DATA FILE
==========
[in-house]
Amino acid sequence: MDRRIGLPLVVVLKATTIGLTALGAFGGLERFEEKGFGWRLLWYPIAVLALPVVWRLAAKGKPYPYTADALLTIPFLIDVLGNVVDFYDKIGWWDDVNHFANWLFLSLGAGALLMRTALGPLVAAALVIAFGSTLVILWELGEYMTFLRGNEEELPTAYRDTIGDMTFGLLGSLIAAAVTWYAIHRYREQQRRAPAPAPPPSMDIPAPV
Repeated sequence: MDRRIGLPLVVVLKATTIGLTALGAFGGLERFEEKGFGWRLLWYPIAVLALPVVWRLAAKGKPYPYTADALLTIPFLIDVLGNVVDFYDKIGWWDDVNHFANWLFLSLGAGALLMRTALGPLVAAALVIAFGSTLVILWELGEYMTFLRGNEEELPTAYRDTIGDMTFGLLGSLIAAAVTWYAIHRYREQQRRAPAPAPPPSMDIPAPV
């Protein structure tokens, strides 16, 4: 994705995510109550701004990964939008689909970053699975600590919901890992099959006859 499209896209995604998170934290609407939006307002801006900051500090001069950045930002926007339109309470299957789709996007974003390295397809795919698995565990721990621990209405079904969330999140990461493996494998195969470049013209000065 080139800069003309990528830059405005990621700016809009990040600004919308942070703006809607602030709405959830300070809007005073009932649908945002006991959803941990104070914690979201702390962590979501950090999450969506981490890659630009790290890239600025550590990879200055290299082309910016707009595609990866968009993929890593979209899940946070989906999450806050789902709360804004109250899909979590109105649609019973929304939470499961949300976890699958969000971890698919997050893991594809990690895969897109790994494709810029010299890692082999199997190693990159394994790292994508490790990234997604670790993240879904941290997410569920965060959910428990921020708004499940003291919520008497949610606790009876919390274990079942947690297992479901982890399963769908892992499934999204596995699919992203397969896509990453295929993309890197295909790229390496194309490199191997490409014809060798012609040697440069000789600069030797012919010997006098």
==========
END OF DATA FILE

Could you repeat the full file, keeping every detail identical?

[in-house]
Amino acid sequence: MDRRIGLPLVVVLKATTIGLTALGAFGGLERFEEKGFGWRLLWYPIAVLALPVVWRLAAKGKPYPYTADALLTIPFLIDVLGNVVDFYDKIGWWDDVNHFANWLFLSLGAGALLMRTALGPLVAAALVIAFGSTLVILWELGEYMTFLRGNEEELPTAYRDTIGDMTFGLLGSLIAAAVTWYAIHRYREQQRRAPAPAPPPSMDIPAPV
Repeated sequence: MDRRIGLPLVVVLKATTIGLTALGAFGGLERFEEKGFGWRLLWYPIAVLALPVVWRLAAKGKPYPYTADALLTIPFLIDVLGNVVDFYDKIGWWDDVNHFANWLFLSLGAGALLMRTALGPLVAAALVIAFGSTLVILWELGEYMTFLRGNEEELPTAYRDTIGDMTFGLLGSLIAAAVTWYAIHRYREQQRRAPAPAPPPSMDIPAPV
């Protein structure tokens, strides 16, 4: 994705995510109550701004990964939008689909970053699975600590919901890992099959006859 499209896209995604998170934290609407939006307002801006900051500090001069950045930002926007339109309470299957789709996007974003390295397809795919698995565990721990621990209405079904969330999140990461493996494998195969470049013209000065 080139800069003309990528830059405005990621700016809009990040600004919308942070703006809607602030709405959830300070809007005073009932649908945002006991959803941990104070914690979201702390962590979501950090999450969506981490890659630009790290890239600025550590990879200055290299082309910016707009595609990866968009993929890593979209899940946070989906999450806050789902709360804004109250899909979590109105649609019973929304939470499961949300976890699958969000971890698919997050893991594809990690895969897109790994494709810029010299890692082999199997190693990159394994790292994508490790990234997604670790993240879904941290997410569920965060959910428990921020708004499940003291919520008497949610606790009876919390274990079942947690297992479901982890399963769908892992499934999204596995699919992203397969896509990453295929993309890197295909790229390496194309490199191997490409014809060798012609040697440069000789600069030797012919010997006098």